Morning Microwave Burrito

It's 2:05 AM and I'm eating a microwave burrito. I normally eat two of these at once, but I'm trying to be reasonable considering I should have been in bed two hours ago. I was hungry and didn't feel like sleeping. So now I'm eating a delicious burrito and blogging for the first time in 1.5 years.

Lots has changed in 1.5 years.

But this isn't the place to talk about what has changed- this is the place to talk about what's going through my head at two in the morning.

I got "encouraged to apply for a job" today. That means that there is an opening and that someone linked to that opening encouraged me to apply for it. This is always a very flattering experience, and given the respect that I have for the individual who encouraged me to apply, it was pretty cool.

The problem with being a developer about to graduate is that there are lots of viable jobs. You have to pick the one that is best for you. There are tons of factors to this- money, the tech stack, the experience you'll get, the people you'll work with, the potential for career growth, etc.

I already know where I want to end up when I graduate. But the future is a terribly long time, and I'm planning to do this whole software development thing for a long time. I can't just stop thinking about what I want to do when I grow up because I know the first place I want to work when I graduate. I could stay there for ten years and still have a good twenty plus years to work other places and develop other things. I suppose this is a longer way of saying that I want to make good career decisions but feel overwhelmed by that responsibility. I additionally feel a little bit overwhelmed by the need to balance my current financial needs with the chance to go do some original and exciting things. A lower paying job could yield more varied experience. It could also yield eating rice and beans for a few months until I graduate, and I'm really a little too fond of these burritos to accept that kind of fate.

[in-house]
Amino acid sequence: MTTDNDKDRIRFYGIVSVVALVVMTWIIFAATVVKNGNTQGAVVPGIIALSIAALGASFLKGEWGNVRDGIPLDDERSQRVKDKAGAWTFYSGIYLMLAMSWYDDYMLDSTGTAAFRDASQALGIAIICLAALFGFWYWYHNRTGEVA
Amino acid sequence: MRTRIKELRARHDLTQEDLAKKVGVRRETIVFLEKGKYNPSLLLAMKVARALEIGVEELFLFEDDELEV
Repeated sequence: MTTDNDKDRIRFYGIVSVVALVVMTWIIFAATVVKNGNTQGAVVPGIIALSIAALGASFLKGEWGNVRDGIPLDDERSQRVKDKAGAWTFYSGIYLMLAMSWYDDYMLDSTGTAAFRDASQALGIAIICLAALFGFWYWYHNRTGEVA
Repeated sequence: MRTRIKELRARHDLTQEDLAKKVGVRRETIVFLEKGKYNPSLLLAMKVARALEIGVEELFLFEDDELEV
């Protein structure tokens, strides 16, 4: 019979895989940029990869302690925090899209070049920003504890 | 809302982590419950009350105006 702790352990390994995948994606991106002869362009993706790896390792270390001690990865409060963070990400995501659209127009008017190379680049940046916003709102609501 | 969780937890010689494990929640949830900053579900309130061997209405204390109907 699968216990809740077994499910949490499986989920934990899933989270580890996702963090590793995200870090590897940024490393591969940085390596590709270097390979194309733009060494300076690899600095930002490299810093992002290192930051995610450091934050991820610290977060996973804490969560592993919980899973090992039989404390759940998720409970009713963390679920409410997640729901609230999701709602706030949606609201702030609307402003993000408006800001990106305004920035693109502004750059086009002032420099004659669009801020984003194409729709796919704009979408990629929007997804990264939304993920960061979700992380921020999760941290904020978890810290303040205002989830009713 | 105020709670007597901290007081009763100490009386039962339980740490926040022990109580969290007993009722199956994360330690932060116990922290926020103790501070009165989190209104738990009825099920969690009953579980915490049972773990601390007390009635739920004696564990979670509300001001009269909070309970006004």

So what do I want to do when I grow up? Well, I really like the idea of having customers. I really like writing software that makes a difference to someone. Not like, the whole meaningful difference you make in someone's life when things get sentimental and blah blah blah, but I do like having an impact. If I make a horribly mangled feature I'd like to have someone get mad at me. The only reason I want that is so people will really really like it when I make something elegant. I like the idea of my code affecting human beings.

I'd really like to do something that had a net positive impact on the world. One of the cool things about software is that you can work in nearly any industry you want. Everybody needs software these days. I'd like to do something that helps people. I'm not sure what that looks like yet, but I want to give it some thought. No Flappy Birds for me; I'd like to make things better.